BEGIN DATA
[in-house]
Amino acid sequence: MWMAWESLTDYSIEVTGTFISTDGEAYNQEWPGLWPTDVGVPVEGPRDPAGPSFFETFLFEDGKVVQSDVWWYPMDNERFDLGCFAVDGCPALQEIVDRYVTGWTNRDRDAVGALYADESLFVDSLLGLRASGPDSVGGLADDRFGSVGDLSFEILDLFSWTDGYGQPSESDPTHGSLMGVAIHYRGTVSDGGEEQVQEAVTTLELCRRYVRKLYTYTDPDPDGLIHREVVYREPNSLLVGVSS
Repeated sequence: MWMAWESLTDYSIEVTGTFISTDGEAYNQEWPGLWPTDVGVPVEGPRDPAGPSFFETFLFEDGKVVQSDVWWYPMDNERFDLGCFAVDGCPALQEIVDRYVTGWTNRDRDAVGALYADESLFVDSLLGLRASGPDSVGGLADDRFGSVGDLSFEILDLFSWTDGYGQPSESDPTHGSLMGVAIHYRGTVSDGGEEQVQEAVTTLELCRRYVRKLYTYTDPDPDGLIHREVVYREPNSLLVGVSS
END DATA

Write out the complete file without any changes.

[in-house]
Amino acid sequence: MWMAWESLTDYSIEVTGTFISTDGEAYNQEWPGLWPTDVGVPVEGPRDPAGPSFFETFLFEDGKVVQSDVWWYPMDNERFDLGCFAVDGCPALQEIVDRYVTGWTNRDRDAVGALYADESLFVDSLLGLRASGPDSVGGLADDRFGSVGDLSFEILDLFSWTDGYGQPSESDPTHGSLMGVAIHYRGTVSDGGEEQVQEAVTTLELCRRYVRKLYTYTDPDPDGLIHREVVYREPNSLLVGVSS
Repeated sequence: MWMAWESLTDYSIEVTGTFISTDGEAYNQEWPGLWPTDVGVPVEGPRDPAGPSFFETFLFEDGKVVQSDVWWYPMDNERFDLGCFAVDGCPALQEIVDRYVTGWTNRDRDAVGALYADESLFVDSLLGLRASGPDSVGGLADDRFGSVGDLSFEILDLFSWTDGYGQPSESDPTHGSLMGVAIHYRGTVSDGGEEQVQEAVTTLELCRRYVRKLYTYTDPDPDGLIHREVVYREPNSLLVGVSS